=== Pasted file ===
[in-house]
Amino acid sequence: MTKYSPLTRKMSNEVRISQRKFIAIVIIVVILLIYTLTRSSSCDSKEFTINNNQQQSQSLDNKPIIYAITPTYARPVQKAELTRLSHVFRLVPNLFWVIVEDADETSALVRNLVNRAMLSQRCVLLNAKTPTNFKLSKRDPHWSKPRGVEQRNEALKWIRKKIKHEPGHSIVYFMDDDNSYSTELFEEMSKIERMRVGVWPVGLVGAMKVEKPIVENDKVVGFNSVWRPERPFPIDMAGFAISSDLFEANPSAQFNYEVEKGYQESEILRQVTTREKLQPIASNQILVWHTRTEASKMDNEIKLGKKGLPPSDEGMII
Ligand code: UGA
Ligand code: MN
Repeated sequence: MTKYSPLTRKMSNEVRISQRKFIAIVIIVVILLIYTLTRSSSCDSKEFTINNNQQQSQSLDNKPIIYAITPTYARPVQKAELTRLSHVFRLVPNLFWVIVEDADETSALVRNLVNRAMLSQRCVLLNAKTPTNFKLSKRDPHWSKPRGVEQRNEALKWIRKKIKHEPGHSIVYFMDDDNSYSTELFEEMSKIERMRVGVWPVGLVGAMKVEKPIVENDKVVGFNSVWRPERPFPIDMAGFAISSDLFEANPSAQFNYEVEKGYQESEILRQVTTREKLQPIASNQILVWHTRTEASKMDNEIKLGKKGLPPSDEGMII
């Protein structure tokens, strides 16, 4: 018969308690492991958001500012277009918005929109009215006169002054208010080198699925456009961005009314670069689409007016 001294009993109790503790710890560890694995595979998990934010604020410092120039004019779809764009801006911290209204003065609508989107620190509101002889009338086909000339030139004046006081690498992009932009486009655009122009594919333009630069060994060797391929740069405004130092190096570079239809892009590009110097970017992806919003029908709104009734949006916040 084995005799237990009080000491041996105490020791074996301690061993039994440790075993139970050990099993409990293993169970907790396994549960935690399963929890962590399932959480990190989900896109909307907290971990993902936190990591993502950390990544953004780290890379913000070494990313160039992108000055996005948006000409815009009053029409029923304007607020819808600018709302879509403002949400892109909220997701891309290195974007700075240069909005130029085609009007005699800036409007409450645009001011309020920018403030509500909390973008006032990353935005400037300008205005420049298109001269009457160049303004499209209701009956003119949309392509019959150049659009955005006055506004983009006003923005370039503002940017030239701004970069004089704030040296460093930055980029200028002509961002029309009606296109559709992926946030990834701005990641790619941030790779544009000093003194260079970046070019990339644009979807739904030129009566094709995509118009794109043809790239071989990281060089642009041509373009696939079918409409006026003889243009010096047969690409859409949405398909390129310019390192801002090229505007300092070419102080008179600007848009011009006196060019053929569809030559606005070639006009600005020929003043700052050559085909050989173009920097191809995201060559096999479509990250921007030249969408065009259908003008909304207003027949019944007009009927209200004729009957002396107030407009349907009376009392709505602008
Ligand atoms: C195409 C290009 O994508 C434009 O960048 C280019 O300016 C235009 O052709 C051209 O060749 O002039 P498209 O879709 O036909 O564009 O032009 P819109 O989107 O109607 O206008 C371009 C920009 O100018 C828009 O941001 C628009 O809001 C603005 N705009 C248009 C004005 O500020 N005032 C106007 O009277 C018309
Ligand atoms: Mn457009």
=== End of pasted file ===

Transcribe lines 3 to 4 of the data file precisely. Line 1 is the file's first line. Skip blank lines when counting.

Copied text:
Ligand code: UGA
Ligand code: MN